We will inevitably live and/or work with those who function outside of our mental space. But, perhaps it will stretch us in some way, make us work harder, think more…it will certainly give us something to write about.
Yet, in order to do our work, we must sneak away…for the sake of our souls, we must find a safe space, maybe even a secret place…and, if we can, a like-minded group. Forget about the people in your house! They might love you, but that doesn’t mean they’re good for your writing life. Find a writer’s group—even one online! But you mustn’t let go of your pen.
Shhh, even if we have to keep it secret, whatever we do, we’ll keep writing!
Today is FIRST MONDAY, so I’m supposed to have something inspirational, sensational and professional to share with you…
Well, it’s fall, so, my sensational offering is my new favorite tea–Harney & Son’s pumpkin spice! Y’all, it’s a hint of sweet and oh so nice! It’s caffeine free so it’s a perfect wind down drink at the end of a busy day. You’re going to love it. I promise.
As for the inspirational and professional…
Well, today’s a little different. I kind of need some inspiration (and perhaps professional) input from you!
In a recent post on social media I said that I could write a book entitled “All the Things” because, honestly, most days I feel like I’m drowning! Can you relate? As I’ve tried to identify the source of my stress, more than one person has asked, “what can you cut out?” What can you take off of your plate so that you’re not so strung out? And you know what?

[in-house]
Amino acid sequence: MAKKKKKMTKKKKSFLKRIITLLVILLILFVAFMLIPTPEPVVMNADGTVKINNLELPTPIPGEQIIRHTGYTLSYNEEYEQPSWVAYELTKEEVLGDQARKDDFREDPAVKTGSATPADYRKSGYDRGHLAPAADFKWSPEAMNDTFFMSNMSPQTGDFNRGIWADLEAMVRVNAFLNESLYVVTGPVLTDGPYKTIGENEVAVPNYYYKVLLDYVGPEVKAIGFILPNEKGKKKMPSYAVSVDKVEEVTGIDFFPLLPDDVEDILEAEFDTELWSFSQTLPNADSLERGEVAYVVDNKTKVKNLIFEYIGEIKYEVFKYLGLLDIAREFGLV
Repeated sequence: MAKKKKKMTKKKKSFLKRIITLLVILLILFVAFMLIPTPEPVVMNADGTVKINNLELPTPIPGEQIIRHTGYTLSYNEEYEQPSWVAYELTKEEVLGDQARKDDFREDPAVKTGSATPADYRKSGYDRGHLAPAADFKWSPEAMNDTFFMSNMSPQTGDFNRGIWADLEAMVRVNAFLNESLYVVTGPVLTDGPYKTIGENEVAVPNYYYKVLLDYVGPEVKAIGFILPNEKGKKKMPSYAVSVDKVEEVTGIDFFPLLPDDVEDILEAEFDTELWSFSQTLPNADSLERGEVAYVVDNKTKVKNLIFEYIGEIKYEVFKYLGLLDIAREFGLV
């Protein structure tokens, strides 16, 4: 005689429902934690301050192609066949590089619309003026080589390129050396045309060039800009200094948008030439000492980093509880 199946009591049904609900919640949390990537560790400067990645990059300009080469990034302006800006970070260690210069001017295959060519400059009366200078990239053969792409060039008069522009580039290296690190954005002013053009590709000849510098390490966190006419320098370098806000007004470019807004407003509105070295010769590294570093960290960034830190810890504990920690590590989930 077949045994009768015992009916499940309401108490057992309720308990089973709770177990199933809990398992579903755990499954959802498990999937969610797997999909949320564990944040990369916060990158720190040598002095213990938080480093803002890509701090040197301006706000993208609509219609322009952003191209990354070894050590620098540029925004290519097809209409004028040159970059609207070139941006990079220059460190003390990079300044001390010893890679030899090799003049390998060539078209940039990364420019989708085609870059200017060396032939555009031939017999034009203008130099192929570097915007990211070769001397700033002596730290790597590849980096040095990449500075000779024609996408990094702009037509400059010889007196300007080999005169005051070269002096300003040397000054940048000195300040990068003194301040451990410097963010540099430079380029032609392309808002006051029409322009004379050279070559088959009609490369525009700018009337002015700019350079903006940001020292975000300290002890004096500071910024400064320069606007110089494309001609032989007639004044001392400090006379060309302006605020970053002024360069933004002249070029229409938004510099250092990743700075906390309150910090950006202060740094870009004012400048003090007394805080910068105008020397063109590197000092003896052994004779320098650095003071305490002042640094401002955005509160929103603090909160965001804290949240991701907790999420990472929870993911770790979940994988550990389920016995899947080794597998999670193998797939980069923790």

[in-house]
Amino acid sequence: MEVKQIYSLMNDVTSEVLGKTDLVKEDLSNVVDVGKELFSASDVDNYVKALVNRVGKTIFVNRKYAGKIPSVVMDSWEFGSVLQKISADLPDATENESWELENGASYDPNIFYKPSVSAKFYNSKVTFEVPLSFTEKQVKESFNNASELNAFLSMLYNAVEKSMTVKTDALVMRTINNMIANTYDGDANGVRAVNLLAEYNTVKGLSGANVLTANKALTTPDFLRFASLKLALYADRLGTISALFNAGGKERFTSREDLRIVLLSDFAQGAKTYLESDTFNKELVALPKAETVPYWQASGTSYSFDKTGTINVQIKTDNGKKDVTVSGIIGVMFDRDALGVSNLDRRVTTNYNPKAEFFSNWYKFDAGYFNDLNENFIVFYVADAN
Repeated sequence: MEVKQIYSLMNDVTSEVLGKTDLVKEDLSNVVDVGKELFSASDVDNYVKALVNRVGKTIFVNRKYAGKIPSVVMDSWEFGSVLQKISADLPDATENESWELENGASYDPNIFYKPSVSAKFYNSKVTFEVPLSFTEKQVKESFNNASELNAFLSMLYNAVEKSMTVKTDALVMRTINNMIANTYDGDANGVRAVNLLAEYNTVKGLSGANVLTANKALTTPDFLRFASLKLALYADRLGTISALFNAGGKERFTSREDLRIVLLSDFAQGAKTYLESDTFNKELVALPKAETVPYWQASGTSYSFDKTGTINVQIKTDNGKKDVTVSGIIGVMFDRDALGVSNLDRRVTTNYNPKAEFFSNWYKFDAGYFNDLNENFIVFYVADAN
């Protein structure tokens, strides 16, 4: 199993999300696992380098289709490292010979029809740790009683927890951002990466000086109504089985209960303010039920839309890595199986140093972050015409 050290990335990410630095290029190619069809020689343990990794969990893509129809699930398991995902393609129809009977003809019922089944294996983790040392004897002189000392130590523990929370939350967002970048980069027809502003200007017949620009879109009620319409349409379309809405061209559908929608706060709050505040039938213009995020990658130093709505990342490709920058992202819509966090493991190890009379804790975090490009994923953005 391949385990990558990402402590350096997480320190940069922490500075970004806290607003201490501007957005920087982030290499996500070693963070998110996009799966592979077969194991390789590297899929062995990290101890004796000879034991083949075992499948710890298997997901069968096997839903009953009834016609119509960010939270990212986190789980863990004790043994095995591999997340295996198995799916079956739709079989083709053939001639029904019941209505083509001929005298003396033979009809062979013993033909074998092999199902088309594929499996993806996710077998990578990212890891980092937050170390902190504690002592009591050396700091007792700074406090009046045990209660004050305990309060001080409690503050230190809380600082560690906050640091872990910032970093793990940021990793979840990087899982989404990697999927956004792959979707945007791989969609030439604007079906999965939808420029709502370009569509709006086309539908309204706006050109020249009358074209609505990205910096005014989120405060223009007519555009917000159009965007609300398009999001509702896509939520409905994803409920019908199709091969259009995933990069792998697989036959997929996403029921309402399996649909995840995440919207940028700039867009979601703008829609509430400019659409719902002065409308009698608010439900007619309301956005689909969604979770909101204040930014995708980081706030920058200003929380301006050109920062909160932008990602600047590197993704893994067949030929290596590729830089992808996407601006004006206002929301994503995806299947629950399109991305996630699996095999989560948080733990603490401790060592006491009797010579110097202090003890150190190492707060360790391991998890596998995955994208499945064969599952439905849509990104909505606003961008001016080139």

Even that question stresses me!
So, what’s going on? Is the source of my overwhelm the busyness, or is it (also) something else? I began to psychoanalyze myself, because of course, I’m trained to do that sort of thing (kidding). I started writing in my journal–I really believe that journaling is the next best thing to therapy–and an interesting truth emerged. I discovered that the reason I’m stressed, regardless of the number of appointments on my calendar or tasks on my to-do list is that it’s not so much the number of things that I’m required to do as it is the number of people I’m attempting to please. Whether or not I attend the meeting or event, my mind is always thinking about the next thing that I must do to meet someone’s expectation–or how I might have fallen short in doing so.
Yikes! That means that my stress is much deeper than my to-do list and my issues may need more than my private journal to be resolved.
Nonetheless, could this also bring me to the possible starting point for a new book–“All the Things”? I don’t know. It was something I threw out in a hasty, anxiety-filled moment. What would a book with such a title be about anyway? “All” the things is certainly too broad. What things, exactly, would come under such a title? What are “all the things” that readers wonder about? Struggle with? Want to explore the answers to? If you have some ideas, I’d love to hear them.
In the meantime, I think I’ll have some Pumpkin Spice tea and try to relax!
Happy Monday & Happy Fall!